Invented in 1929 by the German psychiatrist, Hans Berger, electroencephalography (EEG) propelled our understanding of electrical activity in the brain. Most commonly used in hospitals to evaluate seizures, epilepsy, and sleep disorders, EEG is an increasingly valuable tool when it comes to diagnosing dementia, attention disorders, neurological sequela from cardiac arrests, and more. Unfortunately, EEG tests and EEG monitoring are currently underused when it comes to identifying common diseases and performing neurological assessments in hospital patients, particularly in the United States and Canada. The expanded use of EEG can assist clinicians in making an accurate diagnosis, neurological assessment, or prognosis in patients.

Expanding Applications for EEGs in Hospitals

Detecting brain activity in comatose patients

An EEG test can detect brain activation in response to spoken commands in clinically unresponsive patients, of course, but the prevalence of a dissociation between a motor behavior command and appropriate brain activation within the first few days of brain injury are not well understood – and neither is the prognostic importance of this disconnection.

In a 2019 study published in The New England Journal of Medicine, researchers studied a consecutive series of patients with acute brain injury admitted into a single intensive care unit. All subjects were unresponsive to spoken commands, although some were able to fixate on or track visual stimuli, and others could localize painful stimuli. The researchers applied machine learning to EEG recordings to detect the subjects’ brain activity in response to commands that the patients move their hands. The research team determined functional outcomes at 12 months after injury, using Glasgow Outcome Scale–Extended (GOS-E), in which higher levels indicated better outcomes.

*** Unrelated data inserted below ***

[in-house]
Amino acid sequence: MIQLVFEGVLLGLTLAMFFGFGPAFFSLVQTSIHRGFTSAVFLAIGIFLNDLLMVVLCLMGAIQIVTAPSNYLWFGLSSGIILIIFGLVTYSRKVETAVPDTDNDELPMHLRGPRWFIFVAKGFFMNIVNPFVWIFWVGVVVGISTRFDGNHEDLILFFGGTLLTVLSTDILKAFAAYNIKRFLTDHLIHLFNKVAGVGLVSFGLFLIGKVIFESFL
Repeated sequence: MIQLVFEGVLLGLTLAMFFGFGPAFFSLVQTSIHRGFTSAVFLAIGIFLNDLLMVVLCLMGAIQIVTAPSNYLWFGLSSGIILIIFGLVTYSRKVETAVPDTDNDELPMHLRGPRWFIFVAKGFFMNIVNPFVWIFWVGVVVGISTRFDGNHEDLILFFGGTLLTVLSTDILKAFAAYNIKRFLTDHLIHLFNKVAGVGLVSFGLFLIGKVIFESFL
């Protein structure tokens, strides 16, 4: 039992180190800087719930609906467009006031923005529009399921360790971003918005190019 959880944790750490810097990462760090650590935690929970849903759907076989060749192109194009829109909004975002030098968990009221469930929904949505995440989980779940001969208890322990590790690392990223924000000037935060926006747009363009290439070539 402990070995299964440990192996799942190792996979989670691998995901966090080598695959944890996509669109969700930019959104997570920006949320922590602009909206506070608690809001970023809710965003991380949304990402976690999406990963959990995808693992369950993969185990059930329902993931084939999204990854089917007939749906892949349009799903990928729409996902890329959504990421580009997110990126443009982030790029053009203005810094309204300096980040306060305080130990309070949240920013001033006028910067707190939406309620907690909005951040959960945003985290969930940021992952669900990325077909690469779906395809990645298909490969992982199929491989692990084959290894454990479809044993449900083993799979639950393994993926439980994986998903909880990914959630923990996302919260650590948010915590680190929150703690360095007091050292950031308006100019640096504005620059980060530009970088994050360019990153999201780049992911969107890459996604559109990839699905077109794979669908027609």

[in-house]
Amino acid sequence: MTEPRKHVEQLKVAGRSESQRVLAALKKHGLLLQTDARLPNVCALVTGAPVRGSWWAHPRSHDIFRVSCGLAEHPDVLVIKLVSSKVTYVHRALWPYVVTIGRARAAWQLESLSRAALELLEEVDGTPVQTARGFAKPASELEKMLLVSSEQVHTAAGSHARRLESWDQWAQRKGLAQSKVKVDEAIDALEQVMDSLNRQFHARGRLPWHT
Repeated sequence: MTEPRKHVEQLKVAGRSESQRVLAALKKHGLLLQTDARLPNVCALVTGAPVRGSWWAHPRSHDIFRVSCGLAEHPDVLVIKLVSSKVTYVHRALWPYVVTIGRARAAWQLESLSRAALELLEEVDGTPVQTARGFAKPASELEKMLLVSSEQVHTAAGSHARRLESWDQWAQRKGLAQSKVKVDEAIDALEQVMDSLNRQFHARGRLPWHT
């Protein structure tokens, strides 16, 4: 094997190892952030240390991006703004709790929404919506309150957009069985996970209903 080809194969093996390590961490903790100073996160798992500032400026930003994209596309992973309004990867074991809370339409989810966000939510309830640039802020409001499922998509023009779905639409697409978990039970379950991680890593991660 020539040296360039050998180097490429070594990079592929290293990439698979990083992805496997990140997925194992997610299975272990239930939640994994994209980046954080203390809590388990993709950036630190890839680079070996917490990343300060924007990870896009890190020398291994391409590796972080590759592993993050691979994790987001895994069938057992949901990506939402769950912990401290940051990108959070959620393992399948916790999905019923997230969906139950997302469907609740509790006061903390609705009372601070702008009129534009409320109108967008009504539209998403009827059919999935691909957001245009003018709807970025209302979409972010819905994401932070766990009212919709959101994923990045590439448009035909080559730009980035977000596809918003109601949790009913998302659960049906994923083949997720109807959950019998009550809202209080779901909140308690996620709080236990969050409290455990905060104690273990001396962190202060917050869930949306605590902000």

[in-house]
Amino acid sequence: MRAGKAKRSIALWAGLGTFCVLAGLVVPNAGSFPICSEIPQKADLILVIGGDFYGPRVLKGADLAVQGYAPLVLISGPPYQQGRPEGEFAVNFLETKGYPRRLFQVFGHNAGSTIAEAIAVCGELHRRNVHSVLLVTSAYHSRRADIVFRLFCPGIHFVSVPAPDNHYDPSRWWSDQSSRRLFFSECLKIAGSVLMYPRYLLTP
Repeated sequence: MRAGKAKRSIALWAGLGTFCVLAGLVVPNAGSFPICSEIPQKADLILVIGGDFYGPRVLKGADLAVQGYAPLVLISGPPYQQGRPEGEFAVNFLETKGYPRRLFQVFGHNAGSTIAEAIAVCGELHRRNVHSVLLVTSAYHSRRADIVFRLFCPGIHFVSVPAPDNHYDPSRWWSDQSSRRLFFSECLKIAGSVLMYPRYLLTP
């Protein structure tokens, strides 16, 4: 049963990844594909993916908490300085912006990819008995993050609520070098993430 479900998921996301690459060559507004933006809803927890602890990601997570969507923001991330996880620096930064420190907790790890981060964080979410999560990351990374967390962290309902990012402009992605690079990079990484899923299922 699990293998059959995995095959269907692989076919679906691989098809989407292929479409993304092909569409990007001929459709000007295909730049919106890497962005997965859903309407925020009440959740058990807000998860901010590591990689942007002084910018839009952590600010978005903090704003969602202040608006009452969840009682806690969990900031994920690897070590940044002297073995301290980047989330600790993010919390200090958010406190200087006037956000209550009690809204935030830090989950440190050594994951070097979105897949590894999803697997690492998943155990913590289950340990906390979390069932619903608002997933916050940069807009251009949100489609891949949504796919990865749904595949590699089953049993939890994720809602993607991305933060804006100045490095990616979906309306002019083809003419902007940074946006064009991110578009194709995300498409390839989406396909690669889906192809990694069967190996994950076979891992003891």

They found that 16 of 104 unresponsive patients with acute brain injury had brain activity detectable at a median of 4 days after injury. The research team also found that 50 percent of those with detectable brain activity were able to follow commands before discharge and that 44 percent of those with detectable brain activation had GOS-E high enough to suggest they could function independently for 8 hours.

This research suggests physicians could use an EEG test to detect brain activity in patients with acute brain injury and to predict recovery.


Abnormal EEG test findings with abnormal neuroimaging correlated with poorer outcomes from encephalitis. Viral encephalitis often causes EEG test abnormalities, such as polymorphic delta activity in cases in which cortical gray matter is involved and a rhythmic pattern (IRDA) is common with subcortical involvement.


Several studies support the use of an EEG test in the diagnosis and assessment of traumatic brain injury (TBI). A recent study by the Veterans Affairs (VA) suggests an EEG test may be helpful for differentiating between TBI and post-traumatic stress disorder (PTSD).

Post Cardiac Arrest

An EEG test can help clinicians project outcomes in patients following a cardiac arrest. In a 2020 study of 106 cardiac arrest patients, researchers determined that the 37 patients who had highly malignant EEGs presented a poorer neurological outcome. The research team found that the highly malignant EEGs were also good predictors of death. Malignant EEGs were not associated with poor neurological outcomes, and benign EEG test patterns were associated with good neurological outcomes. A number of other studies support the use of EEG test to predict outcomes after cardiac arrest, but only if the EEG test is performed within the first few hours.